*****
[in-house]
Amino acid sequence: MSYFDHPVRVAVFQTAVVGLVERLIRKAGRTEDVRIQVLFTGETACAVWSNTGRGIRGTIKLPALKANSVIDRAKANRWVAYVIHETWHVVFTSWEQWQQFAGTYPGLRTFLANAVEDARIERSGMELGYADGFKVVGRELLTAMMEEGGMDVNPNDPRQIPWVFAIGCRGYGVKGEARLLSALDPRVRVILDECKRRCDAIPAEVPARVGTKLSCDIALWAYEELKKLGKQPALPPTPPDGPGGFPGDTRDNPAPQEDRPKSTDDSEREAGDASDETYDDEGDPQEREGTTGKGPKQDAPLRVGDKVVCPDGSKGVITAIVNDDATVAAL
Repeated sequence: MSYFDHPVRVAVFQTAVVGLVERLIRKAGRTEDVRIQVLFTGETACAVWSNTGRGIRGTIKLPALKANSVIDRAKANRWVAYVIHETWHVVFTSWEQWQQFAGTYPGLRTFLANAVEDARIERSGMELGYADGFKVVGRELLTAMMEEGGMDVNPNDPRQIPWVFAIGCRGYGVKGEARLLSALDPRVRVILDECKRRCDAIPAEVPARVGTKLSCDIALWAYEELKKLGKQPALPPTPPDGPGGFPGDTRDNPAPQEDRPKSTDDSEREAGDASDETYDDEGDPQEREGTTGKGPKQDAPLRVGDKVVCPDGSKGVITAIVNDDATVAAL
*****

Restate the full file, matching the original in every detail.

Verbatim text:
[in-house]
Amino acid sequence: MSYFDHPVRVAVFQTAVVGLVERLIRKAGRTEDVRIQVLFTGETACAVWSNTGRGIRGTIKLPALKANSVIDRAKANRWVAYVIHETWHVVFTSWEQWQQFAGTYPGLRTFLANAVEDARIERSGMELGYADGFKVVGRELLTAMMEEGGMDVNPNDPRQIPWVFAIGCRGYGVKGEARLLSALDPRVRVILDECKRRCDAIPAEVPARVGTKLSCDIALWAYEELKKLGKQPALPPTPPDGPGGFPGDTRDNPAPQEDRPKSTDDSEREAGDASDETYDDEGDPQEREGTTGKGPKQDAPLRVGDKVVCPDGSKGVITAIVNDDATVAAL
Repeated sequence: MSYFDHPVRVAVFQTAVVGLVERLIRKAGRTEDVRIQVLFTGETACAVWSNTGRGIRGTIKLPALKANSVIDRAKANRWVAYVIHETWHVVFTSWEQWQQFAGTYPGLRTFLANAVEDARIERSGMELGYADGFKVVGRELLTAMMEEGGMDVNPNDPRQIPWVFAIGCRGYGVKGEARLLSALDPRVRVILDECKRRCDAIPAEVPARVGTKLSCDIALWAYEELKKLGKQPALPPTPPDGPGGFPGDTRDNPAPQEDRPKSTDDSEREAGDASDETYDDEGDPQEREGTTGKGPKQDAPLRVGDKVVCPDGSKGVITAIVNDDATVAAL